There is something irrepressibly disquieting about these paintings, even something perverse. Gentle landscapes shouldn’t conceal such nasty surprises. We are all taught that in the grand narrative of Renaissance and Baroque art the landscape is a less demanding, more tranquil relative to the serious business of ‘history’ painting. Michelangelo was famously alleged to have remarked that landscapes were fit objects of contemplation only for children, whilst Raphael usually delegated the landscape elements of his works to assistants. Yet here the modes have been decisively confused, and our preconceptions disturbed. What could be the purpose of transforming scenes of such beauty into scenes of terror?
We must not think of these paintings as purely aesthetic objects. The frescoes that we encounter in this dark and musty space 50 feet below the street level of the modern city were not painted simply for the visual delectation of the patricians and cardinals that were the great connoisseurs of their day. This was not a place for members of the Catholic hierarchy to amaze the world with the material splendours of the resurgent, triumphant Counter-reformation Church. Much like the church of Santo Stefano Rotondo across town, San Vitale was instead a Jesuit novitiate, a place where young novices were sent to learn about the spiritual path that they had chosen. For the master propagandists of the Jesuit order, a picture really was worth a thousand words, and thus the frescoes that adorn its walls were above all meant to teach, instruct and inform.
But what spiritual lessons could these gruesome pictures convey? Most of us today are rather ill-equipped to unravel their spiritual and scholastic messages. For the 16th-century novices, however, interpretative help was at hand in the form of the explanatory Latin captions and texts that surround each image. For the young missionaries, the process of understanding these paintings was an exercise in scholarly deduction in which their capacity for visual, verbal and intellectual acuity were all being tested. From the documentary captions beneath each image, they would learn that the men being tortured and killed all around them were their spiritual forebears, the early Christian missionaries who were persecuted for spreading the word of God throughout the still pagan Roman Empire. The Jesuits had been tasked by their founder Ignatius of Loyola to resume the missionary work of Christ’s first followers in the rapidly expanding world of the 16th century. Like the now distant paragons commemorated on the walls of their novitiate, these new warriors of Christ must expect to be persecuted for their beliefs in distant lands. This, it is now clear to the young Jesuit novices, is their inevitable fate, the ultimate sacrifice they must pay to ensure their eternal salvation.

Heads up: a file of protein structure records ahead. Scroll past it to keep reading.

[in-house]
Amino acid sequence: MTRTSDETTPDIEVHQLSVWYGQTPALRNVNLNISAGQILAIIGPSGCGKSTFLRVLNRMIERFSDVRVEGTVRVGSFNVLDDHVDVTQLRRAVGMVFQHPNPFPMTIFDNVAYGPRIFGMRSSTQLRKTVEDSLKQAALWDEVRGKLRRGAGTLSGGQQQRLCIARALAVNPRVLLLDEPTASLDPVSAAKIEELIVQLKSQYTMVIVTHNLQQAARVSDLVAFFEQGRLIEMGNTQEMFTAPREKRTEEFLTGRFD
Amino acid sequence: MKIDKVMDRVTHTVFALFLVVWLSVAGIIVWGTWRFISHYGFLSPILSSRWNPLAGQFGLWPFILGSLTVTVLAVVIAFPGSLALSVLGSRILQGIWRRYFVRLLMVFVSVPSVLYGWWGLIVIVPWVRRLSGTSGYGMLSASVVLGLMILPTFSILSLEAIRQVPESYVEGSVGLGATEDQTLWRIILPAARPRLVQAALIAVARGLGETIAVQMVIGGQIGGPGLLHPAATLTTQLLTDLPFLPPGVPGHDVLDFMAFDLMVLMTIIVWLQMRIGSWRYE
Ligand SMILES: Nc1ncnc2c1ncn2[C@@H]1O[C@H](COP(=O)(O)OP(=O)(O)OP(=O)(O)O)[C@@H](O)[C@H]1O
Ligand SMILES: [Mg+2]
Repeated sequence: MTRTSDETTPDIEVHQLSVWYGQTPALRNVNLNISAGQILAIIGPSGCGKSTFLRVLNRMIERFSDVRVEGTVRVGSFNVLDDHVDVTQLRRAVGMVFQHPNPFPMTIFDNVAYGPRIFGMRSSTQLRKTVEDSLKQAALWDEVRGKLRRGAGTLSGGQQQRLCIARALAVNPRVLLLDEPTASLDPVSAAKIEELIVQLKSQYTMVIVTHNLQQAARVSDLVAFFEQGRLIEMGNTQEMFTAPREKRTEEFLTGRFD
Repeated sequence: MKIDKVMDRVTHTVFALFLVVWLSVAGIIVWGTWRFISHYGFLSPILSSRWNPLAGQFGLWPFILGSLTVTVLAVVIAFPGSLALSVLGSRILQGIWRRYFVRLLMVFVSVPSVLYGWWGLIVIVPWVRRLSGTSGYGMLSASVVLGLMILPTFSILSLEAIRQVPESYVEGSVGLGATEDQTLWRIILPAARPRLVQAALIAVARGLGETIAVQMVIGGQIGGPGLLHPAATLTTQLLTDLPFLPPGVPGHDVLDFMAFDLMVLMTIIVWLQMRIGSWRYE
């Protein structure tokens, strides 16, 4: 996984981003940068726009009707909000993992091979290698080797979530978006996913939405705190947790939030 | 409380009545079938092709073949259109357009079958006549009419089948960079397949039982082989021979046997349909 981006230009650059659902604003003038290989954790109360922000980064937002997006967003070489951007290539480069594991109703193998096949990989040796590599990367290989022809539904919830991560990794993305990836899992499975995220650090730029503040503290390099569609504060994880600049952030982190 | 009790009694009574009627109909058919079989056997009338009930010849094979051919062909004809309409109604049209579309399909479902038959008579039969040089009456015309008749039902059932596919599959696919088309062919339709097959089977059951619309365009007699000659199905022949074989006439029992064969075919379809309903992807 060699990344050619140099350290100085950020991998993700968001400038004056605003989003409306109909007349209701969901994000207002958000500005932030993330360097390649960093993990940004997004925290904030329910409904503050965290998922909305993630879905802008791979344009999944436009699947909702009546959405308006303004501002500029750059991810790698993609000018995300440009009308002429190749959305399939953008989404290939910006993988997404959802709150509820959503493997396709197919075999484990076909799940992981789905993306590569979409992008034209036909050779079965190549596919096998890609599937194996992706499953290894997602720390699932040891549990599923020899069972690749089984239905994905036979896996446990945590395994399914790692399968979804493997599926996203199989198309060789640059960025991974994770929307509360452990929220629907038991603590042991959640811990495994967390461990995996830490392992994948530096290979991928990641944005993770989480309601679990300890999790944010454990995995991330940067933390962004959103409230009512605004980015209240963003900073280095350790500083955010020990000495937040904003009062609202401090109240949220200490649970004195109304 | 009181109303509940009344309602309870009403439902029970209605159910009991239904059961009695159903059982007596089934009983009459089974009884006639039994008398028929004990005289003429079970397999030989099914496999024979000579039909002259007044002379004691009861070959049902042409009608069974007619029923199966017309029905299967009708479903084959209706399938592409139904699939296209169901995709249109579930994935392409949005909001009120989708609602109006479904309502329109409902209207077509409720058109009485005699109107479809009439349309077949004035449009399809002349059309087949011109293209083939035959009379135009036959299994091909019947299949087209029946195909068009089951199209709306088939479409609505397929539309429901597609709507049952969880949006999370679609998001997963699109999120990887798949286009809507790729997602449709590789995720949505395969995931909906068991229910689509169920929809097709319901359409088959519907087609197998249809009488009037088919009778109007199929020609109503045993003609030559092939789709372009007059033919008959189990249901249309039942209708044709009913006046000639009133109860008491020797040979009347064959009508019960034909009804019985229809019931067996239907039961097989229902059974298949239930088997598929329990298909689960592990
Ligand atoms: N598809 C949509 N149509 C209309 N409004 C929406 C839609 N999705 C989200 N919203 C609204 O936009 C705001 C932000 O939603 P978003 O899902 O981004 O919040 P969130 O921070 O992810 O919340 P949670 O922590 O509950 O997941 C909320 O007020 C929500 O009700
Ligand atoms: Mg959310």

But surely the biggest challenge that these didactic paintings posed for the young prospective missionaries was a psychological one. Pain and persecution insidiously invades the apparently safe world of the pastoral landscape, indeed invades the very walls of their spiritual home. For those called to such a life in the service of God, there will never be a moment of comfort, there will never be a safe-haven, on this terrestrial earth. Perhaps that is why these images are so fascinating and disquieting even today, in a far more secular world where the concept of Christian martyrdom leaves us cold. In these images the modern viewer is not confronted by the terrible reality of the suffering that awaits him, but there remains something uncanny, something upsetting about these familiar and comfortable landscapes, such as we see in almost every art gallery in the world, metamorphosing into sinister scenes of pain and suffering in the gloom of this forgotten church.